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Employment Blog

No More Record Keeping for Professionals

Authored by Dean R. Dietrich
Posted on April 25, 2014
Filed under Employment

Wisconsin has always been a little different because it required employers to keep a record of the hours worked by a professional employee who was exempt from the overtime pay requirements of the Fair Labor Standards Act. This requirement also applied to other exempt employees such as administrative or executive employees that were considered exempt from the FLSA requirements.

Recent legislation adopted by the Wisconsin Legislature and signed by the Governor removes the requirement of keeping a record of hours of work for exempt employees. 2013 Wisconsin Act 286 which is effective as of April 17, 2014 provides a specific exception to the record keeping requirement of Section 104.09 of the Wisconsin Statutes. Section 104.09 has been amended to provide that, "An employer is not required to keep a record of the hours of employment of an employee who is exempt under rules promulgated by the Department from the requirement under s. 103.02 that an employee being paid overtime compensation, as defined in s. 103.025(1)(c), and who is not compensated on an hourly rate basis."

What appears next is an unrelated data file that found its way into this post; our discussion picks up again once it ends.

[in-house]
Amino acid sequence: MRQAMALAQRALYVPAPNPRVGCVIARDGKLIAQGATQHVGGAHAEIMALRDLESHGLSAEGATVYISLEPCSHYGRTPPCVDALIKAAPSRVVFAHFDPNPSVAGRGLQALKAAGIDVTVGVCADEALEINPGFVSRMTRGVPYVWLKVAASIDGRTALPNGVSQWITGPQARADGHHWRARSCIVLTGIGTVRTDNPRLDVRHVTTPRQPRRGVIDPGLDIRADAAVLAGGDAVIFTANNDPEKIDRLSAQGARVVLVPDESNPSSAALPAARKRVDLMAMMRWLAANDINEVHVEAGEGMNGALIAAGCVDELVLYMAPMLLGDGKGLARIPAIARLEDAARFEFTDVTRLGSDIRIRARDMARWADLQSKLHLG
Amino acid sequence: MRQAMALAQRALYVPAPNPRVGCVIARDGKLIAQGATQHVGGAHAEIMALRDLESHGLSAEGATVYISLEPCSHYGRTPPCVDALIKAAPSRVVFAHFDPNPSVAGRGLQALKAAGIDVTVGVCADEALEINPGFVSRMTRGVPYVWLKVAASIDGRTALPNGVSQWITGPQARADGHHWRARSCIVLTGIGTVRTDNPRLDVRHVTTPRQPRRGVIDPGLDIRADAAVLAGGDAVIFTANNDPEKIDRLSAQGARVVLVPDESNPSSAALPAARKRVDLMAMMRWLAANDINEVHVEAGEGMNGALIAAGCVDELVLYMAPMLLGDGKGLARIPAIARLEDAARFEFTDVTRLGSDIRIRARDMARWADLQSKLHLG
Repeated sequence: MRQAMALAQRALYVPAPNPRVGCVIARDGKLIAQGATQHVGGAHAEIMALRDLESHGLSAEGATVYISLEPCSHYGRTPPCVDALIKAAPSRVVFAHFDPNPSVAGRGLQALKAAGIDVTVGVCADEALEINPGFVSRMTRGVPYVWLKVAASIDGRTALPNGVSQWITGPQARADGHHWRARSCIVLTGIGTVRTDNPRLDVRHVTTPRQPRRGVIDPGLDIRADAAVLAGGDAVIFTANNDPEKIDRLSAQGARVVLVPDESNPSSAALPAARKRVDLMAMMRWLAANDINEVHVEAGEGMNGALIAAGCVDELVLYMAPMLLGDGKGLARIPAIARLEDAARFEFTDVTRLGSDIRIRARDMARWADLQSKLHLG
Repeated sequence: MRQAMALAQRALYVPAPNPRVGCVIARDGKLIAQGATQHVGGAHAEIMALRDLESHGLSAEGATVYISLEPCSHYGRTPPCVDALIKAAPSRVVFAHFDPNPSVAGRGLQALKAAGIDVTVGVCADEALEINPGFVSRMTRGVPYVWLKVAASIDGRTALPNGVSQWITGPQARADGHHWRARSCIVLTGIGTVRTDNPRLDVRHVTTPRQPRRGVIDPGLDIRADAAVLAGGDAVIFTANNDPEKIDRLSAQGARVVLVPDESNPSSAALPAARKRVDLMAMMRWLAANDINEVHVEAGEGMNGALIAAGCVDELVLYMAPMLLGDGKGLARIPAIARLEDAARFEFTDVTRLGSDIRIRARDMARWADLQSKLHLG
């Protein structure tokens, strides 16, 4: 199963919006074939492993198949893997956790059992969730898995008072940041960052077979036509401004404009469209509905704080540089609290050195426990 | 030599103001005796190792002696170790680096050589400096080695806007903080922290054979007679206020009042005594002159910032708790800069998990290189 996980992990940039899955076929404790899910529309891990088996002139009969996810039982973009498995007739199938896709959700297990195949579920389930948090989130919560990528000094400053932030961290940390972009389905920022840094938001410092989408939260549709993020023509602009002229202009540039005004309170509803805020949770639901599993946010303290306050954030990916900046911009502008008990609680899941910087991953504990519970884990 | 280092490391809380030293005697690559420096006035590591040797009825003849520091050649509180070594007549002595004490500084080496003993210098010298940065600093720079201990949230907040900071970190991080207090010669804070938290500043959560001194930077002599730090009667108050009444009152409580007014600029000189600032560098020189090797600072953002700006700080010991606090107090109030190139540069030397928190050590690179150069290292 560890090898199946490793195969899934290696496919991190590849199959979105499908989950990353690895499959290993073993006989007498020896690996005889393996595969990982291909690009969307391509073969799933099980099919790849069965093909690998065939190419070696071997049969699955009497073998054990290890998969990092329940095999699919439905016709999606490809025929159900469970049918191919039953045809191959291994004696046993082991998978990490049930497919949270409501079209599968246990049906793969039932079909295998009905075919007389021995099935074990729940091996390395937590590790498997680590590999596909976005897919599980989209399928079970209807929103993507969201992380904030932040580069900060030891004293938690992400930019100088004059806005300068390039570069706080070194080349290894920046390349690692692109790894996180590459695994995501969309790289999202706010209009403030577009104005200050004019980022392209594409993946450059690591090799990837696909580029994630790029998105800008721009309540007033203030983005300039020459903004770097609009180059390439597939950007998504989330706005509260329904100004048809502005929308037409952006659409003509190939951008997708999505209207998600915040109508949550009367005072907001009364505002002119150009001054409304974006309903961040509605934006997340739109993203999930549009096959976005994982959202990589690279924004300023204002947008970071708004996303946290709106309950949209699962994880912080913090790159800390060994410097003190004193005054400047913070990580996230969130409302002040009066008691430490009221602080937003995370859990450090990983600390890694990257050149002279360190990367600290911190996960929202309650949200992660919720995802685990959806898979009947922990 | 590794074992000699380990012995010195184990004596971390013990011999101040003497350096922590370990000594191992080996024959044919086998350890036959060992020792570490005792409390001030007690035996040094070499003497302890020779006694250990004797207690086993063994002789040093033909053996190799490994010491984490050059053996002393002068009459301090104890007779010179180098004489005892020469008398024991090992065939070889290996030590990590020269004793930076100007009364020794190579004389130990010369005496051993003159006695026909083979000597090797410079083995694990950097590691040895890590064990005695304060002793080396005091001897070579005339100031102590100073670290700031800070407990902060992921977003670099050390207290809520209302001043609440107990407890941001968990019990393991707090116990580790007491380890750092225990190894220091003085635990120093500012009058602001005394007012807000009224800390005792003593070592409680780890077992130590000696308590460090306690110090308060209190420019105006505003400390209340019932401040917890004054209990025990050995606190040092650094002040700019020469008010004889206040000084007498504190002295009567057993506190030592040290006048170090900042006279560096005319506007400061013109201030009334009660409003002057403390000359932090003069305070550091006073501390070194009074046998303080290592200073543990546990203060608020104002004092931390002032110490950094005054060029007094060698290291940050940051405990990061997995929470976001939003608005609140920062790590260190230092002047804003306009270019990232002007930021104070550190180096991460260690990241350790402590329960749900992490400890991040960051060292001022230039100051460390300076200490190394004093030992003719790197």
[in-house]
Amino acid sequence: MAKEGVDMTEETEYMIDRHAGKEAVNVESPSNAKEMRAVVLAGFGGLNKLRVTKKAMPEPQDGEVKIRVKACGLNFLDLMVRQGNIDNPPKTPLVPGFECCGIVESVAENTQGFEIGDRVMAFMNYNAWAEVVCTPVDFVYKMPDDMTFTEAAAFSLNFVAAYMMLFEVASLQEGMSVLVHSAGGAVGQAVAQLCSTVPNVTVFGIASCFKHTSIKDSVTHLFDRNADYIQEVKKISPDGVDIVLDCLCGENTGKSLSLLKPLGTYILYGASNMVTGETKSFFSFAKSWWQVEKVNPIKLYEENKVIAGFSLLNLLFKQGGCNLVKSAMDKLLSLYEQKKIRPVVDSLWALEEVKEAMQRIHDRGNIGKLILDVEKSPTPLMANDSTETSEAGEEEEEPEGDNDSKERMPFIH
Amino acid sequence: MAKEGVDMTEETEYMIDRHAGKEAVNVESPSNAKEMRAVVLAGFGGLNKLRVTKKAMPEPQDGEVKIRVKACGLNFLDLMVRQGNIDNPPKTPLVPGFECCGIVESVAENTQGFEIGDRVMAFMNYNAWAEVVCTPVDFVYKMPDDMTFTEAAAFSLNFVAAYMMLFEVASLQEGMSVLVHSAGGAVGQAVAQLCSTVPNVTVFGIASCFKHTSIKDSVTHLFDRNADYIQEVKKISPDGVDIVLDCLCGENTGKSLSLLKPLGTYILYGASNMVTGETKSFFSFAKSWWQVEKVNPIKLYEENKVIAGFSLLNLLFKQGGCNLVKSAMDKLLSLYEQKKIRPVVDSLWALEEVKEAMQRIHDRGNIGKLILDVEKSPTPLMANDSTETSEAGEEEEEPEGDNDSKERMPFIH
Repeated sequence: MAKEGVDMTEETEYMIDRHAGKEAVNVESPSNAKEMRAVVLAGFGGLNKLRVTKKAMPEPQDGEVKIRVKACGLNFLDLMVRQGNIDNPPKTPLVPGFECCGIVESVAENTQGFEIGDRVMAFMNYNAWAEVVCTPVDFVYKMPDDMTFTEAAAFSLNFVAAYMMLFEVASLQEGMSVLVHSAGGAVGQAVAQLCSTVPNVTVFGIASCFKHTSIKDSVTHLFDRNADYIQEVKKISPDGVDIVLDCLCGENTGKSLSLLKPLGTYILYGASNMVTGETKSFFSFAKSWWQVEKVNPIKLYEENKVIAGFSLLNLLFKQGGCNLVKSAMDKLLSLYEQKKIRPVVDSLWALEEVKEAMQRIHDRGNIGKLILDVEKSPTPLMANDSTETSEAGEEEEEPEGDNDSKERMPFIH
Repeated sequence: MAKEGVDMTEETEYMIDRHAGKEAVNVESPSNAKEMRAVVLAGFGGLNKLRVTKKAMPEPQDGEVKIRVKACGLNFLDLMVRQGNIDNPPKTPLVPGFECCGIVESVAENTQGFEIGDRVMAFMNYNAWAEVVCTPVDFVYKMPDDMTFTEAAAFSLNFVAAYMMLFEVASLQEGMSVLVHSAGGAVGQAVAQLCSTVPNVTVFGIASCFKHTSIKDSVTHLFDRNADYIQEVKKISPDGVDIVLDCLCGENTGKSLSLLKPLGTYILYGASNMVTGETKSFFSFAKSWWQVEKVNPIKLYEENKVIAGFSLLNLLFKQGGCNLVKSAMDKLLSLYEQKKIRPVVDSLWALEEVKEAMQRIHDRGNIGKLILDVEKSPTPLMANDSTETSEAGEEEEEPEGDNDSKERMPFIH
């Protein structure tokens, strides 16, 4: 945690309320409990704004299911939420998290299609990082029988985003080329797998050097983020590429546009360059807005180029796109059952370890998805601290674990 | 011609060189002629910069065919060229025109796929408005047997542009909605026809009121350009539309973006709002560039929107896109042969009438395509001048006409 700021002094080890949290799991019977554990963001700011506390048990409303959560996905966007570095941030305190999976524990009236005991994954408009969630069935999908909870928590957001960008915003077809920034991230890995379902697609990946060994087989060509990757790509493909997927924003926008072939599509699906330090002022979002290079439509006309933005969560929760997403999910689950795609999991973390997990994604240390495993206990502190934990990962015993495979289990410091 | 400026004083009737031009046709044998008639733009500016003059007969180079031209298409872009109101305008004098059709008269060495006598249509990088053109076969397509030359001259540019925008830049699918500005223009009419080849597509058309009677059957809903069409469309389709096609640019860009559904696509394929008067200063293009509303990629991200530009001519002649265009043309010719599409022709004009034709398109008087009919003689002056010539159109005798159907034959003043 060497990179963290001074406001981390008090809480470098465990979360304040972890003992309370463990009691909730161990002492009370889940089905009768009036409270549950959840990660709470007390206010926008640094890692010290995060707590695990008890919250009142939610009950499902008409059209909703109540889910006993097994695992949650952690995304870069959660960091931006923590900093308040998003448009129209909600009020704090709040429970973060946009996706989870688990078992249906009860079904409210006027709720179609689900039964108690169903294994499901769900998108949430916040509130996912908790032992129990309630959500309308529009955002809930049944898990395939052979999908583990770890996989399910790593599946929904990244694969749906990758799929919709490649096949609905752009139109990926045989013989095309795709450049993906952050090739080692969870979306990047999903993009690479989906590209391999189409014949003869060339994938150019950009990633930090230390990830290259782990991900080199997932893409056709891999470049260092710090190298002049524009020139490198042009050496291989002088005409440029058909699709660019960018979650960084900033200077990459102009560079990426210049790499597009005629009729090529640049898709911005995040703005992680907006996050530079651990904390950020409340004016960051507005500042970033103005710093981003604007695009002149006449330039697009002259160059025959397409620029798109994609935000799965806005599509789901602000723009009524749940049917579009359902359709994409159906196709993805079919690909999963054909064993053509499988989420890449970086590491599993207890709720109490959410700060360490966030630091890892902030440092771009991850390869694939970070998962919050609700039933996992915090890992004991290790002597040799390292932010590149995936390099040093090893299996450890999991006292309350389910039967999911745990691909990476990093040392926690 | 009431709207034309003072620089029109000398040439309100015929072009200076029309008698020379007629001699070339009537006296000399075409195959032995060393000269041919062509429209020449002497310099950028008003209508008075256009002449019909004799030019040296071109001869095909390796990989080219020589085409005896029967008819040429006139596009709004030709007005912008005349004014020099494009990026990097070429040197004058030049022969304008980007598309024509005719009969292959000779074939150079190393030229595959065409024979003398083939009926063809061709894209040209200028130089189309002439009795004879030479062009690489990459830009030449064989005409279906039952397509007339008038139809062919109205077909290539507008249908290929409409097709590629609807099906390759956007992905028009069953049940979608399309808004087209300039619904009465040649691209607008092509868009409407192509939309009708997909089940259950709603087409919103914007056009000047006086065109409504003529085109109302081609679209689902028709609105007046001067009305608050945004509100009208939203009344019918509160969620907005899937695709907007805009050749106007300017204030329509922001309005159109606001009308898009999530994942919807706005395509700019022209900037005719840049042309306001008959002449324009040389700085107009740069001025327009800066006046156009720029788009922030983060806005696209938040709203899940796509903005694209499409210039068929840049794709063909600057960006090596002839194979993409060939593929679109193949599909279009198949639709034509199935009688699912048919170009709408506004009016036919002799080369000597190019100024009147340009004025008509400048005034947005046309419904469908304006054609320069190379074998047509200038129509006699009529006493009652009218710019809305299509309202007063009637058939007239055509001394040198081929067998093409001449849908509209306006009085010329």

While this language is lengthy, the real impact of this language is that if you have an employee who is deemed exempt from overtime pay requirements and the employee is paid on a salary basis, an employer is not required to keep payroll records showing the hours worked by that employee. Employers may want to have an exempt employee sign a timesheet showing their regular hours of work for documentation purposes but a company is not required to do so as existed under the prior law. While many companies did not require these payroll timesheets be kept, it was a requirement of the law that has now been eliminated. Employers can now truly treat exempt employees as exempt professionals, executives or administrators that are not subject to overtime pay requirements.

Each employer may want to review their payroll procedures and consider implementing this new statutory provision.